He even lacks the freedom to help his own family. Recently, when the blood sugar level of his diabetic wife shot up to 500, his son had to shoulder the responsibility of taking her to the hospital. “It was my relatives and neighbours who helped them to reach the hospital and get treatment,” Haider said.
It was not like this always. For the first four-five months after his election, Haider said he had been provided two security guards to move freely in his block. In the evenings, he would return home and spend the night there. “But since the last 15 months, we have been kept here like prisoners,” he said, referring to the hotel. “I think central jail would be better than this.”
What was most frustrating, he said, was that nearly two years after he had been elected, he had little to show in terms of work on the ground. “All we have got is Rs 25 lakh in accounts for which the administration has asked us to submit proposed work plans in our block. That’s the work we have done,” Haider explained. “The real work on ground is yet to begin.”
Haider also pointed out that the monthly salary of Rs 15,000 was inadequate to cover the risks involved in the job. The long absence from home meant he was unable to contribute to the expenses of the family. As a result, his son had been forced to quit his studies and work as a labourer. “The last time I visited home, he told me that he owes a local shopkeeper some money. I bluntly told him I have nothing to give him,” he said.
Far from the claims of the government that block council members would act as decision makers in villages, Haider, a former panch, said he had been rendered irrelevant in the eyes of his people.“If a representative doesn’t live among his people, what is his credibility? We are looked down upon by people,” he said. “They think of us as some gluttons who enjoy mutton and rice inside hotels.”
‘We have become a joke’
Tahir Ahmad Mir said it was the promise of working for the benefit of his people that made him quit his government contractual job to join politics. A resident of Reshi Nagar village in Shopian district, 33-year-old Mir contested and won the district development council elections from Kanjiullar constituency.
His confinement started on December 22, the day the result was declared. “I have been kept inside a government quarter since then and not allowed to move at my will,” Mir said. He has been unable to spend even a night at his home. “Recently I went home during the day and within half an hour I got a call from the police asking me to come back to the accommodation. I had to return immediately.”
As a public representative who is unable to meet the people of his constituency, all that Mir can do is field phone calls from them, note down their concerns, and then follow up with officials, again through phone calls. He finds this process unsatisfactory. “I really don’t know if the officials are telling the truth when I call them about issues and their redressal,” he said. “Also, not everyone has my contact number. It would have been better if I was home and people could walk in at any time with their problems.”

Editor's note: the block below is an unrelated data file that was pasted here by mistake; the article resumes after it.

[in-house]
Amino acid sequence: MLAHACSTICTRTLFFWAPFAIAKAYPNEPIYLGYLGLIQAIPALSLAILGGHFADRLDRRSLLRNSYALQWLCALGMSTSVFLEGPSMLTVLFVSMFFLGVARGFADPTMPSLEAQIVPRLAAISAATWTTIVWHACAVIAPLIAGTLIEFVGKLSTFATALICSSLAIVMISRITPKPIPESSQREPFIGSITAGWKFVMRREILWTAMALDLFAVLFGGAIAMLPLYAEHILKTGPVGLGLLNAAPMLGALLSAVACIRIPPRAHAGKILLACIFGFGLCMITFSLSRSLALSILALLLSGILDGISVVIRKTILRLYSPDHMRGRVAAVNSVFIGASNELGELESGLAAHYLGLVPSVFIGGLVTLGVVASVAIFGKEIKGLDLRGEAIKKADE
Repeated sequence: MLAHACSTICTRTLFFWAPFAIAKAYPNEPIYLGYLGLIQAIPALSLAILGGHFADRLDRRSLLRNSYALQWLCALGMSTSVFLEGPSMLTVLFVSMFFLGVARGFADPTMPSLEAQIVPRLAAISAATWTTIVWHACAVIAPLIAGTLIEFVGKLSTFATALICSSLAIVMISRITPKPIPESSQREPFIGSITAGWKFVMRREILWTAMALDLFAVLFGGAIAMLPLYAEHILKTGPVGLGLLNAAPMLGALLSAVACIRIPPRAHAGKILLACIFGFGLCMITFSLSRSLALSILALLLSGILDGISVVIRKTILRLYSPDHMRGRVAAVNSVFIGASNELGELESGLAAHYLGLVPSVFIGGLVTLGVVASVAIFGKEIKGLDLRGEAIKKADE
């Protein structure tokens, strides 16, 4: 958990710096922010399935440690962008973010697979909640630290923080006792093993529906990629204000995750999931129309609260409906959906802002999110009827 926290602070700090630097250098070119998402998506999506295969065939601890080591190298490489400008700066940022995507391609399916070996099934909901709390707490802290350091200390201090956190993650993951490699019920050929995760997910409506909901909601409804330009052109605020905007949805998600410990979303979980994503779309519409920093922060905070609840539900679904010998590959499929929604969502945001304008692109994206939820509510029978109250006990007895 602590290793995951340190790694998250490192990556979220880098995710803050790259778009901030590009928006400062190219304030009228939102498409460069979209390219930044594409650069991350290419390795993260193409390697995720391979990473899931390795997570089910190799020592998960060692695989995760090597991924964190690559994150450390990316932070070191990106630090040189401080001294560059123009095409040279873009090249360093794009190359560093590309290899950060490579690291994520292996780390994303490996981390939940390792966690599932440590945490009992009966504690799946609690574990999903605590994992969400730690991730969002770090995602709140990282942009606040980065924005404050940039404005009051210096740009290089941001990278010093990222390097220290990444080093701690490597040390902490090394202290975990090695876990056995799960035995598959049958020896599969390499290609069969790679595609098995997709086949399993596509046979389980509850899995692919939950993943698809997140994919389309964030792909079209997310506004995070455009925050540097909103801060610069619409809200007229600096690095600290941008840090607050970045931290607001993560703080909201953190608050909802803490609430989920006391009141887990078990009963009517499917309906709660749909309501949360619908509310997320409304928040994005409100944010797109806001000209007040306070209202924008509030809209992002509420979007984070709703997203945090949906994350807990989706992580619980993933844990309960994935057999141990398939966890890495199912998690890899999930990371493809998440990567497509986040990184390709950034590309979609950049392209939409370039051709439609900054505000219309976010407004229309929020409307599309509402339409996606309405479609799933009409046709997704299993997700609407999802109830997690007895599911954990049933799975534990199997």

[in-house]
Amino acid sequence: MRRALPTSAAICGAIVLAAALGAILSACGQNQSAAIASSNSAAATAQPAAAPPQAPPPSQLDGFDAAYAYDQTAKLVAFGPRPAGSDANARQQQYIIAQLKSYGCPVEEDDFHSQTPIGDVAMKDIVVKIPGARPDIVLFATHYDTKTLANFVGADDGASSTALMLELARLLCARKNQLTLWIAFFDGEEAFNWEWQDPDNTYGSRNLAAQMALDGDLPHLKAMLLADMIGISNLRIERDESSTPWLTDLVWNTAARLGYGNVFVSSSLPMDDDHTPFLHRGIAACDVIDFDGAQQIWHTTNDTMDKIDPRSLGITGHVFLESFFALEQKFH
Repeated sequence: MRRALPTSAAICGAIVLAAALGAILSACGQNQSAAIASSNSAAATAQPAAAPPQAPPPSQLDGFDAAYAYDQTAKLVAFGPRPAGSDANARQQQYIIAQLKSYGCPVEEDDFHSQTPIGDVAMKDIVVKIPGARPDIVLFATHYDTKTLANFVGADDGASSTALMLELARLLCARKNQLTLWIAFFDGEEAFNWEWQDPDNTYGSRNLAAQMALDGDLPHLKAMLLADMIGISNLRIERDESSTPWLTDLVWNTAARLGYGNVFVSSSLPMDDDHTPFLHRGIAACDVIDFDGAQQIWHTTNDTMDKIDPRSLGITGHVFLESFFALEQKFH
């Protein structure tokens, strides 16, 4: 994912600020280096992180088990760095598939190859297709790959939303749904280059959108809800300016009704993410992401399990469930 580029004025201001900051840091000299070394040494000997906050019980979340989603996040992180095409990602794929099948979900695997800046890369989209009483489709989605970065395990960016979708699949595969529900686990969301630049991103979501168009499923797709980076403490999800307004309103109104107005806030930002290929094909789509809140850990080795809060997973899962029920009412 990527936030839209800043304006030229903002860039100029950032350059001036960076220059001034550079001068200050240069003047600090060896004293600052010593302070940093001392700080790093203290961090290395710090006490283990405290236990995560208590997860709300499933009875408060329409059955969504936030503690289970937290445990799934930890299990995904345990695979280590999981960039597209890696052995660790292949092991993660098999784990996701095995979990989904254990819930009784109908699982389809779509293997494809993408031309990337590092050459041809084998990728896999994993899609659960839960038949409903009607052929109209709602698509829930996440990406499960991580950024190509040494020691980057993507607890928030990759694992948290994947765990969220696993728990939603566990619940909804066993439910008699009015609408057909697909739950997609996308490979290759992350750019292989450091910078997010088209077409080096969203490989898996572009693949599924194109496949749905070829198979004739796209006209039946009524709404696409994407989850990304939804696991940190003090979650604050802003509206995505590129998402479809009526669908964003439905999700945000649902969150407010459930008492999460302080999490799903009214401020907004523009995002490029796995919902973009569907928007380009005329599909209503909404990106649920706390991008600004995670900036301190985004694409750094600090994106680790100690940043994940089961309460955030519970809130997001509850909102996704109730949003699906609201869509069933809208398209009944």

Affiliated with the newly formed Jammu and Kashmir Apni Party, Mir is aghast at the silence of political parties, including his own, about the detention of elected representatives. “Nobody talks about us. We have become a joke,” he said.
‘The government is responsible’
The only organisation that has been vocal about the confinement of the panchayat representatives is the All Jammu and Kashmir Panchayat Conference. Its leaders hold successive governments responsible for the threats to the lives of panchayat members.
“We have always said that panchayats have nothing to do with politics and conflict. They are established just to manage village-level governance issues,” said Mohammad Shafiq Mir, chairperson of the organisation. “But whenever they [government] held panchayat elections, they linked them with the Kashmir issue. As a result, the other parties in the Kashmir conflict started targeting those who became part of this system.”
In Mir’s view, panchayat representatives should be provided security inside their native villages so that they can carry out their duties. But a senior police officer in Srinagar dismissed this as unworkable. “It is logistically impossible to provide security to each and every panch or sarpanch in Kashmir,” said the officer, speaking on the condition of anonymity. “We don’t have that much manpower in the first place.”
But security is not the only concern, said Mir. “Empowerment is not only providing money for making roads and irrigation facilities. Empowerment means if you have elected representatives, they should be respected by the concerned officials and public servants,” he said. “But no public servant is giving them the due respect they deserve. This is a failed system.”